The plot is very close to the original play and 1928 movie. Racketeer and mobster Nick Scanlon (Ryan) has managed to buy several of the local government and law-enforcement officials of a large midwestern American city. However, he can’t seem to touch the incorruptible police captain Tom McQuigg (Mitchum), who refuses all attempts at bribery. The city’s prosecuting attorney, Welch (Collins), and a police detective, Turk (Conrad), are crooked and make McQuigg’s job as an honest officer nearly impossible.
McQuigg persuades a sexy nightclub singer (Scott) to testify against Scanlon, which makes her marked for death from the mob. McQuigg not only wants to nail Scanlon, but also stop all the mob corruption in the city – without getting himself or his witness killed. A bomb explodes near McQuigg’s home, frightening his wife, Mary.
Honest cop Bob Johnson is helpful to McQuigg, as is reporter Dave Ames, who has a romantic interest in Irene. At the police precinct one night, Scanlon walks in alone demanding to see Irene and kills Johnson in cold blood. After a car chase, Scanlon is taken into custody. McQuigg ignores the gangster’s lawyer, ripping up his writ of habeas corpus. McQuigg has the gun that killed Johnson, which has Scanlon’s fingerprints on it.
Welch and Turk make a phone call to Scanlon’s unseen mob boss for instructions. They end up telling Scanlon he must remain locked up until after the next election, angering the gangster, who threatens to tell all. Welch and Turk then gesture toward a window and silently coax Scanlon to make a run for it.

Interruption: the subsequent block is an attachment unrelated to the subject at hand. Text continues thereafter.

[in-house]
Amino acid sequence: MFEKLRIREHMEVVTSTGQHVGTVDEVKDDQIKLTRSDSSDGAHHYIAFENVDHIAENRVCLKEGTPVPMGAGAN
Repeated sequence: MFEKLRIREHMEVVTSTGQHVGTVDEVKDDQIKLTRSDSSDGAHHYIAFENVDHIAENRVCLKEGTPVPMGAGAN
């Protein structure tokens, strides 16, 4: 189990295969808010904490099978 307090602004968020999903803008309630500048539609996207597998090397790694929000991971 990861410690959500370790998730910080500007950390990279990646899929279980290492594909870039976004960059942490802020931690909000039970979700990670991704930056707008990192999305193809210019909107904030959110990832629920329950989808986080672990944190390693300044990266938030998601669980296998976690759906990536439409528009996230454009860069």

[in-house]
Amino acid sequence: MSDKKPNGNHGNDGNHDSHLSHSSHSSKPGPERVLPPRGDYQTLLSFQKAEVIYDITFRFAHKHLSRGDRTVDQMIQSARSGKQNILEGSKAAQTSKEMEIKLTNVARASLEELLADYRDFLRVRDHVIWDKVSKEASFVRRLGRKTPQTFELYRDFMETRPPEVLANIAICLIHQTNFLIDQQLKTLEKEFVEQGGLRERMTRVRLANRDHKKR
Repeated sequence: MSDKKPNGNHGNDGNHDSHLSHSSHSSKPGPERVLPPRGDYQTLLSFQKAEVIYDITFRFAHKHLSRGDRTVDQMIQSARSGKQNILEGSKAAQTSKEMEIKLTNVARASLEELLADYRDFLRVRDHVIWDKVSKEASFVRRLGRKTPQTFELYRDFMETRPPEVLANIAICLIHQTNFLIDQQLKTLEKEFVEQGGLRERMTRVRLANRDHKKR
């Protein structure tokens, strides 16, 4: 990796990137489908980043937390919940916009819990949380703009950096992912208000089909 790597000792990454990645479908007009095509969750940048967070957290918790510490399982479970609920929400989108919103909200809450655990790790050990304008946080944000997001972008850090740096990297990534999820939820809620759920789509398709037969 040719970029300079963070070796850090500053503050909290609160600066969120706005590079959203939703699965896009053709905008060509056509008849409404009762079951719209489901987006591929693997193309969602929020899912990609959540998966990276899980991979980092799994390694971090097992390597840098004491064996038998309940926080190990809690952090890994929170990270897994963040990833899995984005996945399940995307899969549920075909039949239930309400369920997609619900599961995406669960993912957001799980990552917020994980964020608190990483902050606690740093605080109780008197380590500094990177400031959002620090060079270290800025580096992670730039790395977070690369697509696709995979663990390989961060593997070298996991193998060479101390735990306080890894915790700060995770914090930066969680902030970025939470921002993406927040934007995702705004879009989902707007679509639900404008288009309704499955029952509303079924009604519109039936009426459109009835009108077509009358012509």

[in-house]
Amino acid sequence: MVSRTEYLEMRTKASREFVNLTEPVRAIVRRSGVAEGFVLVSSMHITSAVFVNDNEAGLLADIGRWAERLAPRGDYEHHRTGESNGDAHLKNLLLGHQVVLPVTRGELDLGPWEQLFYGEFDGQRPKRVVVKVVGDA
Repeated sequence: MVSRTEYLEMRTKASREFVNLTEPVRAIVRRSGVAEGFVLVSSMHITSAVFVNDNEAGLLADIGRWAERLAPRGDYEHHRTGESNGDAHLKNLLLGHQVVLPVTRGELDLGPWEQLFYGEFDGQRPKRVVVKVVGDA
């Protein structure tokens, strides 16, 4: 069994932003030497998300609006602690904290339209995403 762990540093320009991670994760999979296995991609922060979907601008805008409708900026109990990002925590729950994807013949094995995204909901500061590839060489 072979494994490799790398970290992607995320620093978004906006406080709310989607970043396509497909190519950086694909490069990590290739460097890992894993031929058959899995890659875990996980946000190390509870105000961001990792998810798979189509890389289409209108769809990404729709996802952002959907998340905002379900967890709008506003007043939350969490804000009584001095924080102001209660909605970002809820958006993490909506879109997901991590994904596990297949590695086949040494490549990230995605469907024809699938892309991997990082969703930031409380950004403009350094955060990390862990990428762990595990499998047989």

Scanlon gets his hands on the murder weapon, but it’s been emptied of bullets by McQuigg, who had foreseen everything Scanlon would try, planting a cop outside the window as well. Scanlon is shot dead by Turk, who then is taken into a room with Welch by investigators bringing subpoenas. Irene leaves with Dave, indicating her interest in him. McQuigg goes home with his wife after a long day, aware that tomorrow will probably be just as busy.
New York Times critic Bosley Crowther panned the film. He wrote, “In this consummation, however, the conflict of cop and crook is conspicuously unoriginal, considering the number of times that it has been contemplated on the screen since The Racket was first produced, and the staging of it, under the direction of John Cromwell, is dismally uninspired. Furthermore, the construction of the screen play by W. R. Burnett and William Wister Haines is so badly disordered toward the finish that it is almost impossible to perceive the intricacies of the planning by which the cop lures the crook to his doom. As a consequence, the collision of Mr. Mitchum and Mr. Ryan is a pretty dull one, in this instance marked mainly by exchanges of clichés, and the rest of the cast does little to add life to the activities.”
Variety magazine, on the other hand, gave the film a positive review, “This remake of Bartlett Cormack’s old play has been handled to emphasize clearcut action and suspense and the casting is just right to stress the rough and ready toughness in the script … Further masculine attention is gained through the strong work of William Talman as a rookie cop … Development is enlivened with some solid thriller sequences, such as a rooftop fight between Mitchum and a gunman, careening autos and crashes, and gunplay between the forces of good and evil.”
Writing recently, critic Dennis Schwartz was disappointed with the film, writing, “… this film didn’t have enough punch to be hard-hitting, as it softened all the things about widespread city corruption and made all the characters into one-dimensional types. All it had going were the action scenes and some gloss, as the original version was a much more effective film … The film is more reflective of the 1920s than the 1940s, unfortunately it’s set in the ’40s. This is a typical gangster film of that era but is dated and too murky.”